Lush green fairways roll through stands of tall pine trees at Indian Canyon golf course in Spokane, Washington. And on these fairways, men and women of all ages are knocking around little white balls. Recently, I was among those men and women, having developed a passion for knocking a golf ball around. I realize the activity must seem absurd to some nongolfers — the strange vocabulary, the odd clothes, and the hours of concentrating on a small, white ball. But I’ve discovered one benefit of golf that few would argue with: the workout.
I have Type 1 diabetes, and like all people with diabetes, I’ve heard from my doctor about the importance of exercising and staying in good physical shape. The good news: No matter what type of diabetes you have, golf can be the exercise the doctor ordered.
It works better, however, if you walk the course. As reported in Golf Magazine’s May 2010 issue, a tester with a pedometer on a 7,000-yard course logged 16,000 steps, or eight miles. Keep in mind, however, that course length varies. A course length of 7,000 yards, though about average for those played on the PGA Tour, is probably longer than your local course. The courses I played in Spokane, for example, were generally 6,500 yards or shorter.
But even if you ride a cart to play golf, you’ll be exercising, because you always have to walk some distance to your ball. The cart rules, which outline where you’re allowed to drive the cart, dictate this. Cart rules vary from course to course, but there are some standard ones, such as to never drive up onto the tee box or the green (the area of shorter grass surrounding a hole). A course’s cart rules can change daily based on grass conditions. For example, the fairways may be wet and vulnerable to damage, so the rule becomes “cart path only.” When this is the case, you can expect to walk more. When you rent a cart, the pro shop or the starter (the person who manages the queue of players at the first tee) will tell you the day’s cart rules.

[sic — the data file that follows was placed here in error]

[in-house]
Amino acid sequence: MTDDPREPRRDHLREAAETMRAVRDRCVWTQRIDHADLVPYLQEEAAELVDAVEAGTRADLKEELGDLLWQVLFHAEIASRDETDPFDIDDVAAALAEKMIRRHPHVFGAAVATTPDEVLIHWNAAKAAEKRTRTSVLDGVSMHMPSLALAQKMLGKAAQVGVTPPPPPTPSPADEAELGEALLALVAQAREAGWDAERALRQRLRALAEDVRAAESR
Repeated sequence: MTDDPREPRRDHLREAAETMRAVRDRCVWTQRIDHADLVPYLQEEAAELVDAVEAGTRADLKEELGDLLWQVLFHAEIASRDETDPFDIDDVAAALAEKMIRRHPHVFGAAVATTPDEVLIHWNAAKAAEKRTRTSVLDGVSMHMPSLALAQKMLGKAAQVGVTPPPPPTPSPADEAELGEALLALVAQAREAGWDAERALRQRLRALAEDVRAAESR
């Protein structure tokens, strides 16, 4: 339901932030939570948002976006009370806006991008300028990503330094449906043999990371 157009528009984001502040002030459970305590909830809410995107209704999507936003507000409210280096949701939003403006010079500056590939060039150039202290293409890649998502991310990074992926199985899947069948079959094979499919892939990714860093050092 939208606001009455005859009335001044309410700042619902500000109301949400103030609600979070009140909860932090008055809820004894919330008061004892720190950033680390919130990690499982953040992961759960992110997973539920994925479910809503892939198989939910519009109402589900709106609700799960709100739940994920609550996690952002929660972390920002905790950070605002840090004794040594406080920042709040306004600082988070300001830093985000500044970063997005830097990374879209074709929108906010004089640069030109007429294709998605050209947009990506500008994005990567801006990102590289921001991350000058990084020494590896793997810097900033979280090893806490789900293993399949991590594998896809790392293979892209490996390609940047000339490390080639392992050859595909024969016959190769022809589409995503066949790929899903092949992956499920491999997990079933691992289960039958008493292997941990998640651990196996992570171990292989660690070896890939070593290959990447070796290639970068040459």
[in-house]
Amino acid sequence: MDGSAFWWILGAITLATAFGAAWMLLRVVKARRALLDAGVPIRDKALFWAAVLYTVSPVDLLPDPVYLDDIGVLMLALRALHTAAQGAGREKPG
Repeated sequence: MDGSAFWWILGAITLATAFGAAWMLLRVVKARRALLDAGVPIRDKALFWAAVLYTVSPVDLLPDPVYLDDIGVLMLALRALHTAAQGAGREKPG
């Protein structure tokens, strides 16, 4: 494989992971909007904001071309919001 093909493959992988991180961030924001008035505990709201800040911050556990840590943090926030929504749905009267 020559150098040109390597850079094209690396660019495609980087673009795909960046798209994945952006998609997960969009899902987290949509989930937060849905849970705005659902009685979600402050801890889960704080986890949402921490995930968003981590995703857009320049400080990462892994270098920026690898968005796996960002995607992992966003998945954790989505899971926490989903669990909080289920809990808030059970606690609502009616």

If you already played golf when you were diagnosed with diabetes, you had a head start when it came to figuring out the “exercise” part of diabetes management. If you don’t currently play golf but think you might like to, it’s never too late to start. And unless you’re unusually talented, you may find you could spend the rest of your life “perfecting” your game.
If you’re brand-new to the game, a good first step is to call a local course or driving range and ask their advice on how to get started: They will know what resources are available in your area. Chances are, they’ll suggest you sign up for a beginner lesson with the pro at the course. (Most courses have a pro on staff.) Learning from a pro is a good way to learn proper technique and avoid injury. It is also likely to be less frustrating than trying to learn from a friend or a video. During your lessons you’ll be introduced to the gear and how to use it, learn what to wear, and learn the basics of playing the game (for example, whose turn is it to hit?). With a pro’s help, you’ll learn how to hit balls up into the air (probably on a driving range at first), before heading out for a game of 9 or 18 holes.
In my experience, golf as a sport is far more difficult than it seems it should be. I’ve practiced endlessly on driving ranges and played lots of courses, but I continue to struggle to swing just right, to hit the ball with solid contact, and to send the ball sailing in the intended direction. All too often I hit it way off to the left or right and have to go chasing after it.